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Daily Journal

Here Come The Amendments

Sep. 2nd, 2011
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This week’s “Daily Journal” guest columnist is Becki Gray, John Locke Foundation Vice President for Outreach.

RALEIGH — Hurricane Irene might add some new business to the General Assembly’s work load when lawmakers return to town this month, but they will still focus much of their attention on constitutional amendments.

The 2011 General Assembly met from January to June to pass a $19.7 billion budget and 409 other new laws. After a short break, lawmakers returned for a July session to pass new Republican-leaning congressional and legislative maps, and to override several of Gov. Bev Perdue’s vetoes of key bills.

After another break, they are scheduled to return Sept. 12 to consider constitutional amendments. As with the redistricting plans, the governor cannot veto any constitutional amendments. Voters will decide which measures will become part of our state constitution.

During a news conference earlier this week, House Majority Leader Paul “Skip” Stam, R-Wake, signaled that the following amendments are likely to be considered:

H.B. 8/S.B. 37 Eminent Domain. Outlaws private property condemnation except for public use and provides for just compensation as determined by a jury.
S.B. 106/H.B. 777 Defense of Marriage. The only legally recognized domestic union is between a man and a woman.
S.B. 140 Leadership Limits/ Gubernatorial Team Ticket. Limits the House speaker and the Senate president pro tem to three consecutive two-year terms (six years). The governor and lieutenant governor would run together in the general election.
S.B. 641 Education Governance. Increases the size and changes the composition of the State Board of Education.

If lawmakers endorse any of these ideas, they would be on your ballot for approval in 2012. In addition to these proposals, legislators have proposed constitutional amendments focusing on a variety of other topics:

H.B. 475 English the Official Language. Applies to all official business in North Carolina.
H.B. 784 Supermajority to Raise Taxes. Would require a three-fifths vote of the legislature to levy state taxes.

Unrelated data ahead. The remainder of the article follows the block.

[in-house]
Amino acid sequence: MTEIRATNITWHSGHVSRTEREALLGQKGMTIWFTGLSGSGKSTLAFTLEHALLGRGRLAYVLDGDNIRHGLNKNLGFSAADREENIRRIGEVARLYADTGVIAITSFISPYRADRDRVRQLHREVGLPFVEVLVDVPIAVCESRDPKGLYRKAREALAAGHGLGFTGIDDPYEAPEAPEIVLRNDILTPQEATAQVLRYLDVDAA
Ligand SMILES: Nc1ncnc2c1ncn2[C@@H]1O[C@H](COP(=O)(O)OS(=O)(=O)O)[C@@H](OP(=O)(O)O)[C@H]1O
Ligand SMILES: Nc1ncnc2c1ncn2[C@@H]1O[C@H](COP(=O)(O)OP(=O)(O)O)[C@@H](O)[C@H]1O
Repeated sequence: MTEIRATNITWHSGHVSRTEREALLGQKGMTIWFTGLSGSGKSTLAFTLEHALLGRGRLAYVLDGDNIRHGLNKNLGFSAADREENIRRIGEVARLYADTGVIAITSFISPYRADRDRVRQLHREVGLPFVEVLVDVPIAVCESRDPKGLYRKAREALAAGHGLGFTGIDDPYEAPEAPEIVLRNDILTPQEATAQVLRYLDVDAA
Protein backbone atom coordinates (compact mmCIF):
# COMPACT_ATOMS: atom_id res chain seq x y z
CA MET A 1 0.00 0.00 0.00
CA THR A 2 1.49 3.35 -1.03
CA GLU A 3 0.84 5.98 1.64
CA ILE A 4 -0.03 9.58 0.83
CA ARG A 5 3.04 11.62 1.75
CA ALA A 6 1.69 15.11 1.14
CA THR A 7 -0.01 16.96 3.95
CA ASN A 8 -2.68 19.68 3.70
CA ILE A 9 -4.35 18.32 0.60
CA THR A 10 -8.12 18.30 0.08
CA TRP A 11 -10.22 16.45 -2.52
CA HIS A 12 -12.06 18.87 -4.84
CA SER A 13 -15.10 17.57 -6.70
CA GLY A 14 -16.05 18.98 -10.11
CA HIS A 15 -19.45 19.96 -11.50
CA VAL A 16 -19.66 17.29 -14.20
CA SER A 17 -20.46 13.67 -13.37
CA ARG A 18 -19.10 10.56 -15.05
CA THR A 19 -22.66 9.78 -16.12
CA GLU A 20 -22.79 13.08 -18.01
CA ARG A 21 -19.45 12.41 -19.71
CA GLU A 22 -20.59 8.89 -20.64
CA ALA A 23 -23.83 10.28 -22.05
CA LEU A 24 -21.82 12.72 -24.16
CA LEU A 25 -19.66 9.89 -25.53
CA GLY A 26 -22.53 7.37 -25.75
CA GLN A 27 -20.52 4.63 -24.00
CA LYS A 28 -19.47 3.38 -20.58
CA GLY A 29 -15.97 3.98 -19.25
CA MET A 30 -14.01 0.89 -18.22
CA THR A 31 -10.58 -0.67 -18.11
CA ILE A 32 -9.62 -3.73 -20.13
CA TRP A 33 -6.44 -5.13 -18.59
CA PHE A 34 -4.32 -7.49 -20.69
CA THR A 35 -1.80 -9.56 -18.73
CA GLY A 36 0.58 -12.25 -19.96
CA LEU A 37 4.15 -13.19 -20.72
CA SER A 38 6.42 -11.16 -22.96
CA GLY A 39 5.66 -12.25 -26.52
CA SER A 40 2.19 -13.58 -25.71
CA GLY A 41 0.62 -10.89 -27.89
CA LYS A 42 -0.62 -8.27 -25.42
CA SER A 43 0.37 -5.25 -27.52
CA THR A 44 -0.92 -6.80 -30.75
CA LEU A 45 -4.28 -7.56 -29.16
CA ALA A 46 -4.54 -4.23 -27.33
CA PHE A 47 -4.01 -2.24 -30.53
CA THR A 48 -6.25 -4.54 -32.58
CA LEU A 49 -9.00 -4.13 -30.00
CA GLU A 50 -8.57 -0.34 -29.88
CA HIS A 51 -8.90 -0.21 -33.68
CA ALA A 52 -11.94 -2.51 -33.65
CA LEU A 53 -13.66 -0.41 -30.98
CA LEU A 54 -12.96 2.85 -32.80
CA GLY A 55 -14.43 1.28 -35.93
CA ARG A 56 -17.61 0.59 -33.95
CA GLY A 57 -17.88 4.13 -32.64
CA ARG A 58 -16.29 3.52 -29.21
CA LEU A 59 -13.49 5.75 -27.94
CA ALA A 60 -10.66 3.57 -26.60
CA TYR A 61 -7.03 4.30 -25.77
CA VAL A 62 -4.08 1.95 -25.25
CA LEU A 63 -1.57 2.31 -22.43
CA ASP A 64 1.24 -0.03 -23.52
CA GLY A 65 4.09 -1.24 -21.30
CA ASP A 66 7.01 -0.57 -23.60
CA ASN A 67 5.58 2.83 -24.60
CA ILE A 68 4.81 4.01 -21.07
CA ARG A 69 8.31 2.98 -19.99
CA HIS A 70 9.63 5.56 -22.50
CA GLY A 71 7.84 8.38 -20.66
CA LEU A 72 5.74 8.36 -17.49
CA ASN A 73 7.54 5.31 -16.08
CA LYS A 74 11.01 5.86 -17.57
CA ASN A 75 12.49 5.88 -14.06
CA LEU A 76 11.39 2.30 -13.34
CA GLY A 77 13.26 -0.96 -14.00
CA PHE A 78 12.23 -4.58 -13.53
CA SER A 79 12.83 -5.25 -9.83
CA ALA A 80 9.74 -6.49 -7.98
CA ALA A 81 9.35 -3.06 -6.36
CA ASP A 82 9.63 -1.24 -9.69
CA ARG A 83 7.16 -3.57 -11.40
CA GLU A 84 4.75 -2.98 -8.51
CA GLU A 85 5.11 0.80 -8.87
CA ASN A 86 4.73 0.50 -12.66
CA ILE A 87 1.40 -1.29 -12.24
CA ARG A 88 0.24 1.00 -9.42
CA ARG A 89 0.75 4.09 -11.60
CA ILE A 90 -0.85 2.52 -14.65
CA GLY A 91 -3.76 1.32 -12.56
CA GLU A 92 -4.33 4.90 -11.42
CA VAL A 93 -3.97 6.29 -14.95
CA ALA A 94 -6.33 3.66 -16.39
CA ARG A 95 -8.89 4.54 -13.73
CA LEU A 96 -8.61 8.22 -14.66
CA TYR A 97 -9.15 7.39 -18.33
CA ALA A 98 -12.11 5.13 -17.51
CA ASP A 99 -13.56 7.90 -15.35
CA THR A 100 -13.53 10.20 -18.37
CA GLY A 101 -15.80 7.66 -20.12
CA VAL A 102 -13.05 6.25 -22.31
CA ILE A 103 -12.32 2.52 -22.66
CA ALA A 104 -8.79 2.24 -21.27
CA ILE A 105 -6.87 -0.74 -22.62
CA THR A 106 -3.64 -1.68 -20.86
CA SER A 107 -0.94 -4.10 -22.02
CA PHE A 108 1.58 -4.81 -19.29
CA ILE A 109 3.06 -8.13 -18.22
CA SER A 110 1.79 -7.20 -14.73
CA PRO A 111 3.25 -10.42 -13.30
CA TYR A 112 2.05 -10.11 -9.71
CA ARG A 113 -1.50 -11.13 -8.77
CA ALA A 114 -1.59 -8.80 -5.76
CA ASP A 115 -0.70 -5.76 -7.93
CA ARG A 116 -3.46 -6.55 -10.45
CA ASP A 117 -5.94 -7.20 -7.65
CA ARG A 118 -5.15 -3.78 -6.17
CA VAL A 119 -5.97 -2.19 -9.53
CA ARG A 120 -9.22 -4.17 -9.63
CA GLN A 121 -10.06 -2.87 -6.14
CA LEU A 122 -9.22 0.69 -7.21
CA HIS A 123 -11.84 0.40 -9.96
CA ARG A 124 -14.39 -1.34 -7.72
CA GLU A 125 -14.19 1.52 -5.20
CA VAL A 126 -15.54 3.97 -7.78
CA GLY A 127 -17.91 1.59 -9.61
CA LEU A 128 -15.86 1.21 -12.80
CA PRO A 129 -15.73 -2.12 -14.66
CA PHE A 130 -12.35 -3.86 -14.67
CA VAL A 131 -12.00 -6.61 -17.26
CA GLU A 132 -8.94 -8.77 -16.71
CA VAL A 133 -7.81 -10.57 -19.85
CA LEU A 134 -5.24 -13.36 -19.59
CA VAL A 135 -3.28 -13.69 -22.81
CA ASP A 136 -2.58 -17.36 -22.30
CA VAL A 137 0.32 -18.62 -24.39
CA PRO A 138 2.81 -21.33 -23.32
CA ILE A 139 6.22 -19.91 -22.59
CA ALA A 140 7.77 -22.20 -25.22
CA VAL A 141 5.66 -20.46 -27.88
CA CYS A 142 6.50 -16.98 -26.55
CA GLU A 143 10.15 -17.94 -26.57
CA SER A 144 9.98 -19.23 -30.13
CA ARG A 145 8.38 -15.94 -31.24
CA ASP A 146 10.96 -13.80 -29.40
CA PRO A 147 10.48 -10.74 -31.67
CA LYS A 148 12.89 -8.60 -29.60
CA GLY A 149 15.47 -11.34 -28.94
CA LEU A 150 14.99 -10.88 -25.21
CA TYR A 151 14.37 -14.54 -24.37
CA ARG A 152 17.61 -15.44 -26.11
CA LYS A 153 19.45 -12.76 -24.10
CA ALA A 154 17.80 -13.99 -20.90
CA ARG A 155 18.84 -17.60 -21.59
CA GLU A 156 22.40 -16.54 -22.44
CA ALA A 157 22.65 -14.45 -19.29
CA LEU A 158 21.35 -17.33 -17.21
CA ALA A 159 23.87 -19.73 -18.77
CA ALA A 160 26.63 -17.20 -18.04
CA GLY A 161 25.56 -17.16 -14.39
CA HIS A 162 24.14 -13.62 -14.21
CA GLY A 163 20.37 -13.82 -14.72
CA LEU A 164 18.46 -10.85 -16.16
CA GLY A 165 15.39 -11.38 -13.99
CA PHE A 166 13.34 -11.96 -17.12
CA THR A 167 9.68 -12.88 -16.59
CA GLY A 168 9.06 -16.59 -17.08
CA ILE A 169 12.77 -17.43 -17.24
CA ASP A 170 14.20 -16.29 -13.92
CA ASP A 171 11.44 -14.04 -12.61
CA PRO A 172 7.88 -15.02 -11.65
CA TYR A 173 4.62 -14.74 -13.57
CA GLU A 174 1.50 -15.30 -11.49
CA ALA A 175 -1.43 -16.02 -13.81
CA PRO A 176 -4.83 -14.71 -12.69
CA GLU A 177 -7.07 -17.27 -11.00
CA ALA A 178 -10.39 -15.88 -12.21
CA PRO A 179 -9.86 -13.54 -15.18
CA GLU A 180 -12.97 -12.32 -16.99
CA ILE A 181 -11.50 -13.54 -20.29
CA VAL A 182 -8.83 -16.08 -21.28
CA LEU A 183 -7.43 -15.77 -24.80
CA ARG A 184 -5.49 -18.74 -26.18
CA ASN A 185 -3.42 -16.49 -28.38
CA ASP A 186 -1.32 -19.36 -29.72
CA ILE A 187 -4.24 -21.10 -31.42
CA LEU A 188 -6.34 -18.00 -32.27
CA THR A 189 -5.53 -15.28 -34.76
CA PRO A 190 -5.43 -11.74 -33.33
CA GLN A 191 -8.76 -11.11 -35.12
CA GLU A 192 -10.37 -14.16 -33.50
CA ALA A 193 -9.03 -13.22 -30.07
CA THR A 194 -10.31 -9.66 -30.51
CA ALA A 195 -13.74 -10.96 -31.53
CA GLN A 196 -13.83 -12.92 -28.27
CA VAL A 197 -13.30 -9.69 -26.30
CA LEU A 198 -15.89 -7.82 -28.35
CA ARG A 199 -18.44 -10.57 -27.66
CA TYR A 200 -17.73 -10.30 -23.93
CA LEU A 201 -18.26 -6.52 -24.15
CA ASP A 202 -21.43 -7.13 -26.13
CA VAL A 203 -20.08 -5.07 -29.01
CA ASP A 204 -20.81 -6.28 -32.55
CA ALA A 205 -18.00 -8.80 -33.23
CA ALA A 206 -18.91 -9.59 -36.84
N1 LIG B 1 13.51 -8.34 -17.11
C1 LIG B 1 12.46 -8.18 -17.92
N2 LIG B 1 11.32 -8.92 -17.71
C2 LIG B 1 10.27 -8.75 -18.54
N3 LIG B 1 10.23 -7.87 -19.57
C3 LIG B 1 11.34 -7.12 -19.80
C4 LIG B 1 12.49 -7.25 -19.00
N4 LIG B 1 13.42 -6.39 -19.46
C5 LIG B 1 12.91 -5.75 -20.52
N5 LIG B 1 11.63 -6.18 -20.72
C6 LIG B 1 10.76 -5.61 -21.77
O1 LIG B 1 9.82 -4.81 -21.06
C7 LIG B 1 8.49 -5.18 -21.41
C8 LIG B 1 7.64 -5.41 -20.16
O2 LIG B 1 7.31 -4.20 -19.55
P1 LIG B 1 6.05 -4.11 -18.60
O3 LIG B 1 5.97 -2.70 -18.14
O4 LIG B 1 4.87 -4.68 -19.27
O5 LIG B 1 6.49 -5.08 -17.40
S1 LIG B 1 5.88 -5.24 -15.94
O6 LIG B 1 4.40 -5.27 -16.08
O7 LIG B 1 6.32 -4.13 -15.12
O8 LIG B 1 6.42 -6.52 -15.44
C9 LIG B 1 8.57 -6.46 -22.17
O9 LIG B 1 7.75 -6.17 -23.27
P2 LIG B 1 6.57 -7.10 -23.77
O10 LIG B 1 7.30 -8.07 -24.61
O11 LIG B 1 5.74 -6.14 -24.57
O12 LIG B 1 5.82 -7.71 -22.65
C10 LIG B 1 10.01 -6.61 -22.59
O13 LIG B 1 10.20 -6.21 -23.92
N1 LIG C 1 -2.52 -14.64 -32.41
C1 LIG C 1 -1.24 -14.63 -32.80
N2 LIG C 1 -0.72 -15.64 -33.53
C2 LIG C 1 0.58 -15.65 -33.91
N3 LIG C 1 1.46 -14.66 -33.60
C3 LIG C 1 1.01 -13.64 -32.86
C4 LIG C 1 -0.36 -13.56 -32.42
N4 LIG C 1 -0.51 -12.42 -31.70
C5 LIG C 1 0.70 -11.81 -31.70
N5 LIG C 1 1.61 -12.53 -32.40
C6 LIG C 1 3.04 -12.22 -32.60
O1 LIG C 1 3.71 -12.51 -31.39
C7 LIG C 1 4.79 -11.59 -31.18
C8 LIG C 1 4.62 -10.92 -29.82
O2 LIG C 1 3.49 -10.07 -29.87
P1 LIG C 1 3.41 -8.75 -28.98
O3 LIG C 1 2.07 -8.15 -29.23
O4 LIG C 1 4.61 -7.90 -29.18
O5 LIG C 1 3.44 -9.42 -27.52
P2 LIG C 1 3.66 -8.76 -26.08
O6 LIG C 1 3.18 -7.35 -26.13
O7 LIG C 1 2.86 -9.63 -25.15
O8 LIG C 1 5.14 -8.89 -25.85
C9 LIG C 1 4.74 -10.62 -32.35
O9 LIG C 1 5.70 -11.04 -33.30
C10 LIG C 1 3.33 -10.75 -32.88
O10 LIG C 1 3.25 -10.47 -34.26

H.B. 188 Taxpayer Bill of Rights. Limits the growth of government spending to the growth in population plus inflation.
H.B. 913 State Savings Fund. Creates a state savings account, allocating a percentage of revenue growth or spending into the fund each fiscal year.
H.B. 800 Card Check. Guarantees the right of a person to vote by secret ballot during a union organizing campaign.
H.B. 783 Independent Redistricting Comm. Establishes an independent commission appointed by House and Senate leaders, the chief justice of the Supreme Court, and the governor to draw legislative and congressional seats after the 2020 census.
H.B. 158 Term Limits. Limits General Assembly members to four consecutive terms (eight years) per chamber.
S.B. 139 Gubernatorial Team Ticket. Governor and lieutenant governor will run together in the general election, with each gubernatorial nominee selecting a running mate.
H.B. 99 Judicial Terms. Vacancies on appellate courts would be filled by the governor; those judges would stand for re-election.
S.B. 458 Judicial Appointment/Voter Retention. A Judicial Nominating Commission would recommend two candidates to fill any vacancy on the Supreme Court, Court of Appeals, and Superior Court. The governor would select one of the candidates to serve until the next election. At that election, voters would choose between the sitting judge and the other candidate.
H.B. 325 Judicial Appointment/Voter Confirmation. The governor would fill vacancies on the Supreme Court and Court of Appeals. Voters could award justices and judges additional terms in retention elections.
S.B. 134 Chief Dist. Ct. Judge Appoints Magistrates. Magistrates would be appointed by the chief District Court judge from nominations submitted by the clerk of Superior Court.

Our state constitution has been amended more than 20 times since 1971. Unlike statutes, which can be changed at the whim of the legislature, a vote of the people is required to approve or alter constitutional amendments. Before reaching the ballot, though, amendments must pass the legislature with 72 votes in the House and 30 in the Senate. That’s the next order of business for the 2011 General Assembly.